Symptoms of an infected blister include:
It's important not to ignore an infected blister as it could potentially lead to secondary impetigo (a contagious bacterial infection of the skin) if it splits open (ruptures).
This could lead to further complications such as cellulitis](/condition/cellulitis) (a bacterial infection of the deeper layers of the skin) or [sepsis (a life-threatening infection of the blood).
Contact your doctor or dermatologist if you think you may have an infected blister.
An infected blister can be treated with antibiotics.
If you are required to take steroid medication (corticosteroids) on a long-term basis (more than three months) the side effects include:
These side effects should improve if you're able to reduce your dosage. However, osteoporosis can be a persistent problem, particularly if you are over 65. This can make you more vulnerable to breaking a bone.
Your doctor can prescribe medication, calcium and vitamin D supplements, which help strengthen your bones and can compensate for the effects of prednisolone. Find out more about treatment for osteoporosis.
You may also be referred for a type of X-ray called a dual energy X-ray absorptiometry (DEXA) scan. This can be used to assess how strong your bones are. See diagnosing osteoporosis for more information.
Stomach ulcers can also be a problem for people who take high doses of oral corticosteroids on a long-term basis. To protect against stomach ulcers, you may be prescribed a type of medication called a proton pump inhibitor (PPI). This reduces the amount of acid in your stomach, which will make you less vulnerable to developing stomach ulcers. Find out more about treating stomach ulcers.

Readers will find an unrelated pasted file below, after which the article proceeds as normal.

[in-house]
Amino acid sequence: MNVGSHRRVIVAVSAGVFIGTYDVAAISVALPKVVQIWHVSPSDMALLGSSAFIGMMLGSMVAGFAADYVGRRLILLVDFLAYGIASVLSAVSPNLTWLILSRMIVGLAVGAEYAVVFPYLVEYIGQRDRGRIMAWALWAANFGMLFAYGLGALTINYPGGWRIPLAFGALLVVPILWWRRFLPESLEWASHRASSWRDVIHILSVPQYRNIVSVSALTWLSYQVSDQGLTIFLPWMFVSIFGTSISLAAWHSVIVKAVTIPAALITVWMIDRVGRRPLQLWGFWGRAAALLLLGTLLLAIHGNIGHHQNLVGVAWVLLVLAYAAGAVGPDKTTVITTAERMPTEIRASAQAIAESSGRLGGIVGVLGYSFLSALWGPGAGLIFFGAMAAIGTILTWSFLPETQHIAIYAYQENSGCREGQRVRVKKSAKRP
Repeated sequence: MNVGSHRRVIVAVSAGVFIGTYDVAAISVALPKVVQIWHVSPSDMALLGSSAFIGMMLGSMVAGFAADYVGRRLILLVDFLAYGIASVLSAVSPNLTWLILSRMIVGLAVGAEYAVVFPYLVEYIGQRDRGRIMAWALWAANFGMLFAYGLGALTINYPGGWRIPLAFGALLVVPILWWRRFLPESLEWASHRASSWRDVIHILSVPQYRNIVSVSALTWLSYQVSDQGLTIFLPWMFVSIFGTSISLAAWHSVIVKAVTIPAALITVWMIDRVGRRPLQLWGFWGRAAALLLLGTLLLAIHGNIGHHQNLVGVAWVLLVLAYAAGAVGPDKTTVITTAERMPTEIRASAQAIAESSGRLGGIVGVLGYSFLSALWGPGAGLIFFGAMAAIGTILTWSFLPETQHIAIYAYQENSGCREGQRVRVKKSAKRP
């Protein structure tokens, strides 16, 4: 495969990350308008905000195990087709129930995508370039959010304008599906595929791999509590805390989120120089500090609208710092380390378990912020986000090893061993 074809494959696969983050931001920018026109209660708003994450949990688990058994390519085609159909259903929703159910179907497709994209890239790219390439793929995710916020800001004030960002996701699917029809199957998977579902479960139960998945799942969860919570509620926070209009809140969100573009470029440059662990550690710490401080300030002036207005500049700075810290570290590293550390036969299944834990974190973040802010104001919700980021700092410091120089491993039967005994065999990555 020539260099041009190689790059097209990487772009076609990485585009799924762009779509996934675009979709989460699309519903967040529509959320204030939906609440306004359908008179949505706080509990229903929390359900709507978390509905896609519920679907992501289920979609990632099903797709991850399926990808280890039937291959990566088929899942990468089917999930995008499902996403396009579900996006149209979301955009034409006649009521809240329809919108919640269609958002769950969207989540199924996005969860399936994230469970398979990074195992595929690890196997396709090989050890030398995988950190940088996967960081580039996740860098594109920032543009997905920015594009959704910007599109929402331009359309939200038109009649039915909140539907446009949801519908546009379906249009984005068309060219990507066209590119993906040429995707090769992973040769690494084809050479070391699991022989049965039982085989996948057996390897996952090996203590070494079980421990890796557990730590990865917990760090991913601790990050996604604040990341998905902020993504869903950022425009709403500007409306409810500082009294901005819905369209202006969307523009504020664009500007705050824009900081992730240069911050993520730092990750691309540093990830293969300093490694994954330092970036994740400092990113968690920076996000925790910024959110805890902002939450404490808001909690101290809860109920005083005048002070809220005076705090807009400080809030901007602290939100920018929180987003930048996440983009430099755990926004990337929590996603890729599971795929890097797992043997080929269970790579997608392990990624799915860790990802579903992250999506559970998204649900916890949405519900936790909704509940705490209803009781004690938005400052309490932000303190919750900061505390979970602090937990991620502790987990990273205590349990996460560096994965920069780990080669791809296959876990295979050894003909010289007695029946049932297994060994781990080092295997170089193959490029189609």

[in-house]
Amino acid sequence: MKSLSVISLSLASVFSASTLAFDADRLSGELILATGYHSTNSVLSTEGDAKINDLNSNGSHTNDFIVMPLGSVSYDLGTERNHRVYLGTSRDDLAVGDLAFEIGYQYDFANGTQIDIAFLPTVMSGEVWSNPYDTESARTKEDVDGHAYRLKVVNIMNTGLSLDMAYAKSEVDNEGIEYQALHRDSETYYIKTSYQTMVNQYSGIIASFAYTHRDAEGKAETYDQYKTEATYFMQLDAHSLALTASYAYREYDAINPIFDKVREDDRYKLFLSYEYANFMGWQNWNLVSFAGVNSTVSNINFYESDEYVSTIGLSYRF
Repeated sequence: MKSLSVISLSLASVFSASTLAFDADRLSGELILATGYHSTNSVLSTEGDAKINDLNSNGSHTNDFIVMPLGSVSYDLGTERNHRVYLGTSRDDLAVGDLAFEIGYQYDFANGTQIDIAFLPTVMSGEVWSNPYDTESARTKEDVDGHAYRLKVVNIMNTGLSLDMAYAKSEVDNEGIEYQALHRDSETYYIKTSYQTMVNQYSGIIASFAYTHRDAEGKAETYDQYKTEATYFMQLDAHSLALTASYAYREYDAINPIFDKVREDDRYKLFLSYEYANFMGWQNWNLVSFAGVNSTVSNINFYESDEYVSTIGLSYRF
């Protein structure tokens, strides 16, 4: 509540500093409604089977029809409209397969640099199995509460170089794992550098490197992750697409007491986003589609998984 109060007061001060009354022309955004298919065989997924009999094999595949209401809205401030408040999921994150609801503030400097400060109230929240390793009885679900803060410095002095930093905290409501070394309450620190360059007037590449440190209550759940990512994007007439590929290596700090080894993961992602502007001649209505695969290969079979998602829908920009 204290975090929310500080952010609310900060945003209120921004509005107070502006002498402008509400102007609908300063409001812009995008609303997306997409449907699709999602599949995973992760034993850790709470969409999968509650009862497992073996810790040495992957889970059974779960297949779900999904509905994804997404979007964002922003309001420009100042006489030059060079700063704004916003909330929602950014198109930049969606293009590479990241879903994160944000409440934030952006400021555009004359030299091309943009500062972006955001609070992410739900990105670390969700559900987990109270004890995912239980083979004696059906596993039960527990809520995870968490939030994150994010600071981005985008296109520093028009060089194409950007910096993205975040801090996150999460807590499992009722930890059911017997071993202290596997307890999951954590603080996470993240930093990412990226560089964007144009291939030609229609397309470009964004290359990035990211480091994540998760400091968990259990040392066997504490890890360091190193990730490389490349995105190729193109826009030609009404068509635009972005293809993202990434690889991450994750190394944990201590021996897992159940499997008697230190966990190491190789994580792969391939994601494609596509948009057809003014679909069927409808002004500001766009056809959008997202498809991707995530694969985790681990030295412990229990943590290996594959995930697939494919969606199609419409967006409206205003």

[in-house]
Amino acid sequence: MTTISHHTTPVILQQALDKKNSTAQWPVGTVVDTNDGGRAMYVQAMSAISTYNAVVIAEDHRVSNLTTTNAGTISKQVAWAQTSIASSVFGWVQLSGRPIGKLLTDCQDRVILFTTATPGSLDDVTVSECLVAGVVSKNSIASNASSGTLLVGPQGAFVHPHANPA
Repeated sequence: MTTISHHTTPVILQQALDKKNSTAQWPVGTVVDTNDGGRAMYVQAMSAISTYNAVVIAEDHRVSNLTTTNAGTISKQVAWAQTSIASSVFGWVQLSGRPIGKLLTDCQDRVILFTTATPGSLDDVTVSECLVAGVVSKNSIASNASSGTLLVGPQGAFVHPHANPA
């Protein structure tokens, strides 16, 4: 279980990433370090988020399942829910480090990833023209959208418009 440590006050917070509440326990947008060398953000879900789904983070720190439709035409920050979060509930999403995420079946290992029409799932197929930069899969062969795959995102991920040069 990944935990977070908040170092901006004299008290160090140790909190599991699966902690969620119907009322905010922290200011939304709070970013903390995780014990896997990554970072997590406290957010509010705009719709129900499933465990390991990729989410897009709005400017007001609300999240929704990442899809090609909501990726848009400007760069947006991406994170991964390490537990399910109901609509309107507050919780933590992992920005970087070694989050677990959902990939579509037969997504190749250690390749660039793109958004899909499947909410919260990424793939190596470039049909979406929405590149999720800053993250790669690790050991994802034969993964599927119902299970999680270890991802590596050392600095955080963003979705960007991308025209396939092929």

You will also probably have regular checks and tests for conditions such as diabetes, high blood pressure and glaucoma if you need to take oral corticosteroids on a long-term basis.
There is evidence that taking an immunosuppressant on a long-term basis increases your risk of developing cancer, particularly skin cancer.
One study looked at people who were taking immunosuppressants to prevent their body from rejecting a kidney transplant.
The study found that just over half of these people developed cancer, typically 15 years after they began treatment.
It is unclear whether a similar risk exists in cases of PV and it may well be the case that you are not required to take an immunosuppressant for 15 years or more.
But as a precaution it is recommended that:
Important: Our website provides useful information but is not a substitute for medical advice. You should always seek the advice of your doctor when making decisions about your health.